Yesterday afternoon, five inches of snow fell on Madison in just a couple ofhours. Sarah and I just happened to be out and about running an errandwhen the snow started coming down in earnest.

The Beltline highway, onwhich we were traveling, is normally a high-speed, limited access roadsimilar to an Interstate highway. Yesterday, however, with blowing anddrifting snow and limited vision, most people were traveling about 30-45mph.

Select idiots eager to leap out of the gene pool (most drivingpickup trucks and SUVs), were traveling 50-65 mph in the so-called fastlane. This morning, the local NPR station leads off with thisheadline, “Five inches of snow caused two huge pile-up accidentson the Interstate 90 on Madison’s East Side.”

My initialreaction, of course, was that five inches of snow had nothing to do withit. The real cause of the accidents was a failure of people torecognize that travel conditions dictated slower speeds and increasedattention to the road. However, not a word was said in the reportabout how it requires too many people traveling entirely too fast in poorconditions to cause a 42 car collision and a twelve car collision.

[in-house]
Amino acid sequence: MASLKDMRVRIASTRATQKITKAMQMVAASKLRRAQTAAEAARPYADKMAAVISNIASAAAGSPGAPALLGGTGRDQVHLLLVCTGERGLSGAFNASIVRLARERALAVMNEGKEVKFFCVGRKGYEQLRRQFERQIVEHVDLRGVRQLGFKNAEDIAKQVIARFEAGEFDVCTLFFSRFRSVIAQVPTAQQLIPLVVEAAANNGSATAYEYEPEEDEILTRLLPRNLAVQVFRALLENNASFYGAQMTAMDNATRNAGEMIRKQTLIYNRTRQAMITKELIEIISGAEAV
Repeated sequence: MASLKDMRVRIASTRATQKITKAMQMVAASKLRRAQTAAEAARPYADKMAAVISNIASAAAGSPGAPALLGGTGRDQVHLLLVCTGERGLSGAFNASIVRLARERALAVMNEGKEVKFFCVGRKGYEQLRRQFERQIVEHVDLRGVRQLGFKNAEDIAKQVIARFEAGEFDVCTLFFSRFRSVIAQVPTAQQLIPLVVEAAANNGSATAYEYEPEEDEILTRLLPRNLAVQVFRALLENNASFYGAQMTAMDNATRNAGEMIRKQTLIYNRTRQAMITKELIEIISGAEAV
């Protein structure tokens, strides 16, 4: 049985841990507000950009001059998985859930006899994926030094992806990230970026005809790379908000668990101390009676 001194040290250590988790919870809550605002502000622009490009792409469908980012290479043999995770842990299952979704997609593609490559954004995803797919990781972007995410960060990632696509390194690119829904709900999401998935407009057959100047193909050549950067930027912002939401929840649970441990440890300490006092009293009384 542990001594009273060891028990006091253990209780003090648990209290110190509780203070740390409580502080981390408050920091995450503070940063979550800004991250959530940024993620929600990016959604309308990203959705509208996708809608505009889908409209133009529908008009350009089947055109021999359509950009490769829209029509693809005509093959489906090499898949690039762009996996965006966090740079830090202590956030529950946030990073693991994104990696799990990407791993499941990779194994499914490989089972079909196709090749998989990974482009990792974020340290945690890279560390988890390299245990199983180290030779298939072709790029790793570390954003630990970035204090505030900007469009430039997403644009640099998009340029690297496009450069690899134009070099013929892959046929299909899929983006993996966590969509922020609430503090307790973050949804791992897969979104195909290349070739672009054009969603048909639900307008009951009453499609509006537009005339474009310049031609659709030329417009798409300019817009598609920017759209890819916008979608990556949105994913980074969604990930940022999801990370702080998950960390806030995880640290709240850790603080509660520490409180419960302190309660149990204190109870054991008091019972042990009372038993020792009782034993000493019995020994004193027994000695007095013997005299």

Rather than blame drivers for acting like idiots and taking lives into theirhands (their own lives and others), society chooses to blame the snow.

How dare the snow fall in Wisconsin in January!

Even after leaving theBeltline, Sarah and I saw accident after accident on the surfacestreets. Most of the accidents were one car rear-ending another carafter driving too fast or following too closely. Have people forgottenthat even though they have all-wheel drive to get going, oftentimes thebiggest problem in the winter is getting stopped?!? Of course, societydoesn’t fault people for driving like idiots. We’d rather fault thesnow. I thought that this excerpt from the Wisconsin StateJournal was telling: “The first officer at the scene of the crash was State Patrol Sgt. DennisKruger. He said several cars that passed him while he was driving to thescene of the accident at 35 mph with his emergency lights on were eventuallyinvolved in the pileup.”‘I had my window rolled down and could hear the cars crashing intoeach other as I rolled up to the scene,’ Kruger said.’ ‘You justcan’t stop on glare ice.’”